Roommate Decisions: The Personal Stuff
The key to a successful roommate relationship is having each party know what to expect right from the start. The best way to accomplish this is by drafting a written roommate agreement that anticipates problems before they arise and establishes ways to deal with them.
A good roommate agreement should cover at least the following areas:
- Money. How is the rent split? If there are joint purchases, such as appliances and furniture, how are they paid for? What happens if a roommate cannot pay his/her share?
- Private spaces and common areas. Who gets which room? How are the common areas furnished and maintained? Are there guidelines for maintaining private areas?
- Food and common household supplies. Are they shared? How are they paid for? Who is responsible for replacing items?
- Visitors. Is there a limit on number and timing of visitors? Are overnight visitors allowed, and if so can they sleep in the common area? How long can a visitor stay? Who pays costs related to visitors (use of common food/drink supplies, etc.)?
- Pets. Cats? Dogs? Snakes? What kind of pets are allowed?
- Noise. Are there guidelines for acceptable noise level? What about late at night? In private areas? In common areas?
- Moving out. How are jointly purchased items divided? If a roommate wants to move out before end of the lease, who is responsible for finding a replacement? Under what circumstances can a roommate be asked to move out?
Also check out Roommate Leases: the Legal Points.
Both same sex and opposite sex roommates have their plusses and minuses. If you lived in a co-ed dorm in your college, you already know more you want about the strange habits of the opposite sex. If you have a clear preference, go with it and don’t settle for a situation that you are not necessarily comfortable with.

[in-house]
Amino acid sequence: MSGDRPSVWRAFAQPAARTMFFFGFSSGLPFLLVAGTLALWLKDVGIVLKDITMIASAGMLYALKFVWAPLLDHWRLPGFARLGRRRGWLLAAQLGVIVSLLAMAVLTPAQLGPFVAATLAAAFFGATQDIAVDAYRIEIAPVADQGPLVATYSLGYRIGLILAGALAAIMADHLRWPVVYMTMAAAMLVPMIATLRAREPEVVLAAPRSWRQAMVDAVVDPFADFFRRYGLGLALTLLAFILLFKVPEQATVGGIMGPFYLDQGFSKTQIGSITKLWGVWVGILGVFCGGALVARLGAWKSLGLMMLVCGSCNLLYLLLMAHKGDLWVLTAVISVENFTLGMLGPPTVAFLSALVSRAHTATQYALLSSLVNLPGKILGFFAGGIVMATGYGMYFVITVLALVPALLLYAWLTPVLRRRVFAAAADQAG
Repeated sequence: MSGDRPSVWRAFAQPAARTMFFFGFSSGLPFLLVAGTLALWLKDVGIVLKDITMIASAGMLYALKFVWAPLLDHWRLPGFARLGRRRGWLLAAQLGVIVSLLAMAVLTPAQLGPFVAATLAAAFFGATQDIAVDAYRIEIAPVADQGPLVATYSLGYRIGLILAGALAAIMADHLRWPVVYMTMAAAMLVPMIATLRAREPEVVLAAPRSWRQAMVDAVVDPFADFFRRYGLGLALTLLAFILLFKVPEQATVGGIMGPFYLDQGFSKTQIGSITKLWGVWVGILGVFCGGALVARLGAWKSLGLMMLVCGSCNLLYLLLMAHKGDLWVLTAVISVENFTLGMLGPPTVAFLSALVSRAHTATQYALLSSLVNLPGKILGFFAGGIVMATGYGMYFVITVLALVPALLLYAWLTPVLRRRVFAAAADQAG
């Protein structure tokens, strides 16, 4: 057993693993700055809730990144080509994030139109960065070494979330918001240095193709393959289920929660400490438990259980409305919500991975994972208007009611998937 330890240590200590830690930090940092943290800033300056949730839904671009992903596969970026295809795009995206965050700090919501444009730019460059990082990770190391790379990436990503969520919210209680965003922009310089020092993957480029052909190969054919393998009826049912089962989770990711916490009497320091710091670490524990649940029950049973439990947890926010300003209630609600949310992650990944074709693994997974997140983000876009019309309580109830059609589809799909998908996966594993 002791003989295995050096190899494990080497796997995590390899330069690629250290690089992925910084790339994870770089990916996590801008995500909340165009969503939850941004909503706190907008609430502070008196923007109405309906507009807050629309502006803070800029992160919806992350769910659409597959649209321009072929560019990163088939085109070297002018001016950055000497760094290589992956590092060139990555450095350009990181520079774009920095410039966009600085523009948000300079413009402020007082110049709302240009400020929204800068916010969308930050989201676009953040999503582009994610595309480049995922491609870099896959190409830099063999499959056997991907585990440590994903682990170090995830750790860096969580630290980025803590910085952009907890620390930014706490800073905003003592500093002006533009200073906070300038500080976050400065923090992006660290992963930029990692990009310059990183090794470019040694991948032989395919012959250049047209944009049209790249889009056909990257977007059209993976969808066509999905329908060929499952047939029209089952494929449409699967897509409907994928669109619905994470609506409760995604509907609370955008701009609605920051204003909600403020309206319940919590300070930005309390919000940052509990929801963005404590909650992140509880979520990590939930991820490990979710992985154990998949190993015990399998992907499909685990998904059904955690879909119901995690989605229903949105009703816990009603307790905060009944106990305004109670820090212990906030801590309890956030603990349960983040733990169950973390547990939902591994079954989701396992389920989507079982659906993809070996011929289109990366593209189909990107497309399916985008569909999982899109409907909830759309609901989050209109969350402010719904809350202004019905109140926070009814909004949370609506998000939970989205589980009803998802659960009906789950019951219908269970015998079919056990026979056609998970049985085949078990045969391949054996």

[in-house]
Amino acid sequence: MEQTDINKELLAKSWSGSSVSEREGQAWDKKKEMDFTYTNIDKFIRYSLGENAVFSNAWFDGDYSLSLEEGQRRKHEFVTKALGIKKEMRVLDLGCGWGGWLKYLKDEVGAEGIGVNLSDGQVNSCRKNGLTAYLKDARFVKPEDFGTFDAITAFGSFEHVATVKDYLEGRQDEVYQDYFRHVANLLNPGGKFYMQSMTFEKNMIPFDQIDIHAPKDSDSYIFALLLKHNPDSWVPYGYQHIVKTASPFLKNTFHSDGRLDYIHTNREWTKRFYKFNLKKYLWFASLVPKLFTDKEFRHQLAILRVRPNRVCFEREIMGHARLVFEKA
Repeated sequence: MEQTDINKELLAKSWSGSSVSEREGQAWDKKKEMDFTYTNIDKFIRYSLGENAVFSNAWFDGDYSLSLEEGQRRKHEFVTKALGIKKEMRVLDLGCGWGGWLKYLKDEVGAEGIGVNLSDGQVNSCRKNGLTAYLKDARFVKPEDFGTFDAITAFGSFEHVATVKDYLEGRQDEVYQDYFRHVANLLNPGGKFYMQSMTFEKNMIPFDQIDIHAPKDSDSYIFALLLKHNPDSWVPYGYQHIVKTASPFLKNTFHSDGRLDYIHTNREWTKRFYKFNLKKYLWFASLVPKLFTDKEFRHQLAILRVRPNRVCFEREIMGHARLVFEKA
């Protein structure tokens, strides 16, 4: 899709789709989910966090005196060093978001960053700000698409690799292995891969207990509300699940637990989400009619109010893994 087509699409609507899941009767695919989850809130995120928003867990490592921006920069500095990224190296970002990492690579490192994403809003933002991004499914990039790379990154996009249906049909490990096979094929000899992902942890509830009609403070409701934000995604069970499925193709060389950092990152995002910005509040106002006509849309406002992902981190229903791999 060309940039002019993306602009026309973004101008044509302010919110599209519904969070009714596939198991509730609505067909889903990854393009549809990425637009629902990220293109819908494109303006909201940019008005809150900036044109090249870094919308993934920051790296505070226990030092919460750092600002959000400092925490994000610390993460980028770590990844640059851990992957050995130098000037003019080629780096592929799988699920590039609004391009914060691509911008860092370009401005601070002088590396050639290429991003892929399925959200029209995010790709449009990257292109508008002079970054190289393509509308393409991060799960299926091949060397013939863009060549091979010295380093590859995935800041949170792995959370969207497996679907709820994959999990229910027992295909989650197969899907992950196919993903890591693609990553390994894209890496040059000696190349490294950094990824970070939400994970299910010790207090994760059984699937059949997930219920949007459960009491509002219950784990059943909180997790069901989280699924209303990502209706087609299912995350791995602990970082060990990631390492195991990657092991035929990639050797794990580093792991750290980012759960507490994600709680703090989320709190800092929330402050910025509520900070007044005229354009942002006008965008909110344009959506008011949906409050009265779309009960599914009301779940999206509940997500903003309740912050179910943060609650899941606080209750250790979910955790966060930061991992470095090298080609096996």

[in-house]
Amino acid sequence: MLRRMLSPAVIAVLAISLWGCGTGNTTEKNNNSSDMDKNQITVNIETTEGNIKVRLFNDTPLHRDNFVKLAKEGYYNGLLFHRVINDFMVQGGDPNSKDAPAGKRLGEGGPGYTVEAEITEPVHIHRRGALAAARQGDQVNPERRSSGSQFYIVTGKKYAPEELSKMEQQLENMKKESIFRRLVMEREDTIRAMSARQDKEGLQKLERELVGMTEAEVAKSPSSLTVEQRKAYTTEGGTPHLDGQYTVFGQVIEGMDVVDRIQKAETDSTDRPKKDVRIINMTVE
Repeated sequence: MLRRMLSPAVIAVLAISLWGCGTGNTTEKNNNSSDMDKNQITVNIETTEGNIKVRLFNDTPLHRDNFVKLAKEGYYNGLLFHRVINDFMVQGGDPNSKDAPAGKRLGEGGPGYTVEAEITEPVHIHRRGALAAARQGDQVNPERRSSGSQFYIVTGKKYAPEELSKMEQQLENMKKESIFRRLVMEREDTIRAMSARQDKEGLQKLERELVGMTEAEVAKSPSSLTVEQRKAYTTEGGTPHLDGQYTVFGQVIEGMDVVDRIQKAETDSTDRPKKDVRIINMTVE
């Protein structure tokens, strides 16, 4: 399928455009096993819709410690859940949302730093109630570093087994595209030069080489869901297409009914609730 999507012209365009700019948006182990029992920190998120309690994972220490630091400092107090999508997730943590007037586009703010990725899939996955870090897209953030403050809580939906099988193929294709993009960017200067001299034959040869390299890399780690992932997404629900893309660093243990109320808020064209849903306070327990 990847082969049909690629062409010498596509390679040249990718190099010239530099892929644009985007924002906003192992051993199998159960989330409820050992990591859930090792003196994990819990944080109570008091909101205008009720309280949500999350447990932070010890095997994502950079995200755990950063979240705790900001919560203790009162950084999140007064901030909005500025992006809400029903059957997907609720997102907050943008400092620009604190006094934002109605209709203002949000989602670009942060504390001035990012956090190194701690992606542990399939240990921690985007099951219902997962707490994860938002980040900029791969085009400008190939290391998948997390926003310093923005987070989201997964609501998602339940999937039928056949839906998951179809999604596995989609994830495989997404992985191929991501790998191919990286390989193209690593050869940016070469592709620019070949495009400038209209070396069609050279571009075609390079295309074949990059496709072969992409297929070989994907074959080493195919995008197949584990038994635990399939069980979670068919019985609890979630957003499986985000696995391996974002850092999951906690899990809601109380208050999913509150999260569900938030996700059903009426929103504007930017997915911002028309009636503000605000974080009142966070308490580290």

The most important thing about selecting a roommate is to learn as much as possible about the prospective roommate’s personality and habits before signing up.
- You know the person
- You have a pretty good idea if you can trust them (i.e., they won’t skip town with your money or murder you in your sleep)
- You have a similar, if not the same, circle of friends
- You won’t have to go through the first apartment experience alone
- You risk losing him or her as a friend if things don’t work out
- You may learn TMI you didn’t want to know about the person
- If it devolves to fighting, it’ll be a hassle among your other friends
This is just our general list, so it would be a good idea to make up your own pros and cons before deciding.
You may both think that it is silly to have a written agreement. After all, you know each other so well! What could go wrong? But what if you never realized that your friend’s tolerance for dirty dishes and dust bunnies is much higher than yours, and you end up doing all the cleaning. Or your friend may not make as much money as you and expects you to keep the place stocked up with groceries. Before you sign the lease, sit down and plan on paper how your roommate relationship will work. It may save your friendship.